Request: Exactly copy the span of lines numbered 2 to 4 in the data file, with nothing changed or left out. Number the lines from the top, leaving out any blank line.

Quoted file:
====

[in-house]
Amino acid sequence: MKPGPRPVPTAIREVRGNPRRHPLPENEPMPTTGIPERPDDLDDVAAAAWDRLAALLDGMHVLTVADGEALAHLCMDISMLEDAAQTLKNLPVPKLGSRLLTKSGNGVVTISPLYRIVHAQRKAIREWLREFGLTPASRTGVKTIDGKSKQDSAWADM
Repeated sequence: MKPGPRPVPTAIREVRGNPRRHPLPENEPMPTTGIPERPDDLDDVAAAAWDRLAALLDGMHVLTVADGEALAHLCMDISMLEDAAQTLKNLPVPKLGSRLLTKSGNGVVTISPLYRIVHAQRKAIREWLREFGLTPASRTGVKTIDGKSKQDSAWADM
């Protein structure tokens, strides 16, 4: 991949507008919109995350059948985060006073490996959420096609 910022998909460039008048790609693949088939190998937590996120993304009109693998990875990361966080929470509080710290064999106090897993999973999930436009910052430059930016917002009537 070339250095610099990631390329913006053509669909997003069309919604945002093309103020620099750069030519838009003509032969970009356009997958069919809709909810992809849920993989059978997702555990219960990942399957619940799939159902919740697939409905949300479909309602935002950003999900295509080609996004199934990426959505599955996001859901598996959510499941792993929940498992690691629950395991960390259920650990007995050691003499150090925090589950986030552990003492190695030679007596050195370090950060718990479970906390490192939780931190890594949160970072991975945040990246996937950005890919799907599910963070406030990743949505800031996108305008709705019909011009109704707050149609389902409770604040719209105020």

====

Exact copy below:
Amino acid sequence: MKPGPRPVPTAIREVRGNPRRHPLPENEPMPTTGIPERPDDLDDVAAAAWDRLAALLDGMHVLTVADGEALAHLCMDISMLEDAAQTLKNLPVPKLGSRLLTKSGNGVVTISPLYRIVHAQRKAIREWLREFGLTPASRTGVKTIDGKSKQDSAWADM
Repeated sequence: MKPGPRPVPTAIREVRGNPRRHPLPENEPMPTTGIPERPDDLDDVAAAAWDRLAALLDGMHVLTVADGEALAHLCMDISMLEDAAQTLKNLPVPKLGSRLLTKSGNGVVTISPLYRIVHAQRKAIREWLREFGLTPASRTGVKTIDGKSKQDSAWADM
């Protein structure tokens, strides 16, 4: 991949507008919109995350059948985060006073490996959420096609 910022998909460039008048790609693949088939190998937590996120993304009109693998990875990361966080929470509080710290064999106090897993999973999930436009910052430059930016917002009537 070339250095610099990631390329913006053509669909997003069309919604945002093309103020620099750069030519838009003509032969970009356009997958069919809709909810992809849920993989059978997702555990219960990942399957619940799939159902919740697939409905949300479909309602935002950003999900295509080609996004199934990426959505599955996001859901598996959510499941792993929940498992690691629950395991960390259920650990007995050691003499150090925090589950986030552990003492190695030679007596050195370090950060718990479970906390490192939780931190890594949160970072991975945040990246996937950005890919799907599910963070406030990743949505800031996108305008709705019909011009109704707050149609389902409770604040719209105020």